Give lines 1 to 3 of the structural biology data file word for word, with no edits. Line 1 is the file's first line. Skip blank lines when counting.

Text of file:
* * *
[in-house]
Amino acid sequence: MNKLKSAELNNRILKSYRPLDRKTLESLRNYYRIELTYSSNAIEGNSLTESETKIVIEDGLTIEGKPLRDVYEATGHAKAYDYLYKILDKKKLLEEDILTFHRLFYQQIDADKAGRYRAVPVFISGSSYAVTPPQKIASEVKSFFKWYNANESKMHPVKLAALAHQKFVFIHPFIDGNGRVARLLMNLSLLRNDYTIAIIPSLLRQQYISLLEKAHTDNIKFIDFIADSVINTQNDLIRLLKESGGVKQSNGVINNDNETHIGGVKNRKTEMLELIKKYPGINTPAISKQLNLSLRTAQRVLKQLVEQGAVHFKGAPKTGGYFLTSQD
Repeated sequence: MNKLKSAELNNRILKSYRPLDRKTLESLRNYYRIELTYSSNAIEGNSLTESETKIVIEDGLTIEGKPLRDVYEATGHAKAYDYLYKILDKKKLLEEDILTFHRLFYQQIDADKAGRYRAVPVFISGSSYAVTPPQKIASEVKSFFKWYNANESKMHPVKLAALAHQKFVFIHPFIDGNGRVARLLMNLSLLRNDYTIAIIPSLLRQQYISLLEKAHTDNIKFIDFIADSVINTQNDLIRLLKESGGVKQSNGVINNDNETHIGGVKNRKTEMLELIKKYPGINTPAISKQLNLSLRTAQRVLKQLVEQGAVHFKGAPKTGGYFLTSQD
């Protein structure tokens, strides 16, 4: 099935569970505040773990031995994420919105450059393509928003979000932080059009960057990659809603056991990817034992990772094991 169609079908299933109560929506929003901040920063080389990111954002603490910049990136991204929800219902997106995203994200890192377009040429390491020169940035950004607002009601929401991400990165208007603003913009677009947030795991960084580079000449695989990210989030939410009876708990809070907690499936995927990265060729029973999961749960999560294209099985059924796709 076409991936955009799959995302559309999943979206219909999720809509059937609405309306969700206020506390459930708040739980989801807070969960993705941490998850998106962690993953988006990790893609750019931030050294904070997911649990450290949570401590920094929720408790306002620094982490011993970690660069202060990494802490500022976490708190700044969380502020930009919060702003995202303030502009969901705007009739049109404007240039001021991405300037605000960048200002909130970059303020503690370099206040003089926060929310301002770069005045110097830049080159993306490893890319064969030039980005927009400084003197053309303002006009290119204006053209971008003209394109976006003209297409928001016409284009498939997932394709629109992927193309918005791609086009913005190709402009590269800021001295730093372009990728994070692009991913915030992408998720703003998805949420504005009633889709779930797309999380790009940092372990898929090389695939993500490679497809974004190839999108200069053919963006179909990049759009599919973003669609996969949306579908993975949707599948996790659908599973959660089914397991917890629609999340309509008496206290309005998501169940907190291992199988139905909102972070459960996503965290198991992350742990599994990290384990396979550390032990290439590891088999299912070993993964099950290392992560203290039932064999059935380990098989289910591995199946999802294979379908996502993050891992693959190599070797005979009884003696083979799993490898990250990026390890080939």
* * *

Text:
[in-house]
Amino acid sequence: MNKLKSAELNNRILKSYRPLDRKTLESLRNYYRIELTYSSNAIEGNSLTESETKIVIEDGLTIEGKPLRDVYEATGHAKAYDYLYKILDKKKLLEEDILTFHRLFYQQIDADKAGRYRAVPVFISGSSYAVTPPQKIASEVKSFFKWYNANESKMHPVKLAALAHQKFVFIHPFIDGNGRVARLLMNLSLLRNDYTIAIIPSLLRQQYISLLEKAHTDNIKFIDFIADSVINTQNDLIRLLKESGGVKQSNGVINNDNETHIGGVKNRKTEMLELIKKYPGINTPAISKQLNLSLRTAQRVLKQLVEQGAVHFKGAPKTGGYFLTSQD
Repeated sequence: MNKLKSAELNNRILKSYRPLDRKTLESLRNYYRIELTYSSNAIEGNSLTESETKIVIEDGLTIEGKPLRDVYEATGHAKAYDYLYKILDKKKLLEEDILTFHRLFYQQIDADKAGRYRAVPVFISGSSYAVTPPQKIASEVKSFFKWYNANESKMHPVKLAALAHQKFVFIHPFIDGNGRVARLLMNLSLLRNDYTIAIIPSLLRQQYISLLEKAHTDNIKFIDFIADSVINTQNDLIRLLKESGGVKQSNGVINNDNETHIGGVKNRKTEMLELIKKYPGINTPAISKQLNLSLRTAQRVLKQLVEQGAVHFKGAPKTGGYFLTSQD